None of us has ever doubted in mind that Cate Blanchett would make a kickass comic-book-movie villain, have we? And here she is, in Taika Waititi’s goofily entertaining Thor Ragnarok as Hela, Goddess of Death, styled like a malevolent combination of Catwoman and Cher.
(Her outfit nods to the current bare-shoulder fashion trend; apparently goddesses also read Vogue.) She’s been locked away for an eternity, we learn, so she’s understandably cranky — smoothing back her hair in a threatening manner (you quickly learn to flinch when she does this), hissing her lines in a refrigerated deadpan. Now freed, her silky evilness knows no bounds. Does Thor (Chris Hemsworth) and his hammer possibly have a chance against such a foe?The happiest surprise of this third “Thor” installment isn’t that Blanchett is such a kick — come on, you knew she would be — but that the rest of the movie is, too. Waititi, the New Zealander whose credits include the irresistible vampire mockumentary “What We Do in the Shadows” (if you haven’t seen it already, have I got a Halloween-week movie pick for you) gives the familiar superhero formula a cheeky nudge. The plot’s the usual saving-the-world stuff — in this case, the world is Thor’s homeland Asgard — and the special effects and battle scenes are zippy but familiar. (Disclaimer: At the screening I attended, the sound cut out in the last minute or so of Thor Ragnarok film, so I suppose it’s possible that Thor and the gang closed things out by reciting T.S. Eliot or speaking Klingon or singing a song from “Les Mis.” But I’ve been assured that they didn’t. Somebody please tell me if they did.)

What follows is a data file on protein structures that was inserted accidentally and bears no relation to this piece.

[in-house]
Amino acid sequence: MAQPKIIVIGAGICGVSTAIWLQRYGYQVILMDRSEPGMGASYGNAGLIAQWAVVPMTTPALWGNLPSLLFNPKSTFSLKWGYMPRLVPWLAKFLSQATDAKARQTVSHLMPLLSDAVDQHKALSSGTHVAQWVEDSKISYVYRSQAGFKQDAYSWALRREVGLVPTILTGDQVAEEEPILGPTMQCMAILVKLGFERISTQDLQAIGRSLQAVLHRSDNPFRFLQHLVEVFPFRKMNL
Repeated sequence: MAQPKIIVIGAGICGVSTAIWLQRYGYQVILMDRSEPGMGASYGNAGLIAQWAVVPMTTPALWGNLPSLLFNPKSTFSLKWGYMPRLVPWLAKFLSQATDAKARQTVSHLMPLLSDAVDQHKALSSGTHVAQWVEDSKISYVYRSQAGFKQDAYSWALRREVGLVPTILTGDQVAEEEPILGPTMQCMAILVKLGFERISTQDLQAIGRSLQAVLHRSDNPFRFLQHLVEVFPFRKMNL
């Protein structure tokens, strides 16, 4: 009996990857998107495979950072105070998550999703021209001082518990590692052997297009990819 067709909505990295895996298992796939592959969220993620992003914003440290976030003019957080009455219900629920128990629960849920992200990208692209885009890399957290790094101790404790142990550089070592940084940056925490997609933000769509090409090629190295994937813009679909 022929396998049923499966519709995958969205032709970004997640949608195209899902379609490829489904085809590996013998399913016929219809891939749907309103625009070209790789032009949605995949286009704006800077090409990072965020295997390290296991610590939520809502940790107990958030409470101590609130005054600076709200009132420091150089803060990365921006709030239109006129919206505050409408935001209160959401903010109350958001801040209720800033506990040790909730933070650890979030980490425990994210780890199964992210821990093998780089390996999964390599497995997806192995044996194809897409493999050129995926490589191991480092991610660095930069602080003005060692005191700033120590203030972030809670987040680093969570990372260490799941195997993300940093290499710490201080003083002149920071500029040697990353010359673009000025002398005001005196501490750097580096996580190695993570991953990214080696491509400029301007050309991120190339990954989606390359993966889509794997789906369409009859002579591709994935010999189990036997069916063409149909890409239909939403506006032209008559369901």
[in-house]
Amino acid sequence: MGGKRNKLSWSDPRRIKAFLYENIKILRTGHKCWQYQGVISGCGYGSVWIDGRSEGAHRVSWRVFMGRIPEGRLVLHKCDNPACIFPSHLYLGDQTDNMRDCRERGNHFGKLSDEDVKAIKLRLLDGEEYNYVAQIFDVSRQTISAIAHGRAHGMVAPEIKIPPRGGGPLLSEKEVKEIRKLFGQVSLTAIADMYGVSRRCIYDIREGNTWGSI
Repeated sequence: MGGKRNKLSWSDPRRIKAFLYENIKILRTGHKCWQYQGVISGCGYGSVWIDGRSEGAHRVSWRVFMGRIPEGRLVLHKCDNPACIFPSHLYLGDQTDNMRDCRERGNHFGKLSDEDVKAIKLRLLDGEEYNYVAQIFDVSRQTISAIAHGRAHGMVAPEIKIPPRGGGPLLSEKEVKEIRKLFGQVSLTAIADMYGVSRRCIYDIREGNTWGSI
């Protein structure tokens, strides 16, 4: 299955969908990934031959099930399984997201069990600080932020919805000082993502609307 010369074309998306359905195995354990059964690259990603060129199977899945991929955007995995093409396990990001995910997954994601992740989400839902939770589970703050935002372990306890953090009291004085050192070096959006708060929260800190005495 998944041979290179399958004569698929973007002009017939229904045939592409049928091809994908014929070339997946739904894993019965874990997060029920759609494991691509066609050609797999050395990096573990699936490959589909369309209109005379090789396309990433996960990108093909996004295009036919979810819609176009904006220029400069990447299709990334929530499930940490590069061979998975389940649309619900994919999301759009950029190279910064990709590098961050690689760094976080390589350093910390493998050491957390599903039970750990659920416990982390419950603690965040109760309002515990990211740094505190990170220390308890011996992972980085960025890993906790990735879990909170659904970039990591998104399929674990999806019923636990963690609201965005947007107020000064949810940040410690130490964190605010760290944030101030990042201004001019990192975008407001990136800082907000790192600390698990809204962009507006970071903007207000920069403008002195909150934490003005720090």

No, the fun here is in the little moments the actors find, and in the way that Waititi, within the massive machine that is a studio superhero movie, brings out a looseness and playfulness in the performances. Tom Hiddleston’s Loki remains an irresistible bad boy, slyly smiling to himself as he remembers a misdeed; Tessa Thompson, as the hard-drinking warrior Valkyrie, gets a hilarious entrance to the franchise as she expertly falls off a ramp; Jeff Goldblum, sporting blue eyeliner and a campy emcee-of-a-reality-show vibe, languidly saunters off with all of his scenes.
Hemsworth’s Thor, that most lunkishly likable of superheroes, carries this series as easily as he tosses that hammer around. He’s even got a perfect little rom-com moment, when he attempts to look suavely casual but doesn’t know what to do with his hands. (Even Norse gods, it appears, have moments they’d like to do over.) And Waititi himself adds Thor Ragnarok film’s offbeat heart as Korg, a creature made of rocks who lumbers through the action with a resigned, New Zealand-accented cheerfulness. “I tried to start a revolution,” he says, “but I didn’t print enough pamphlets.” Good fun, indeed. All of it.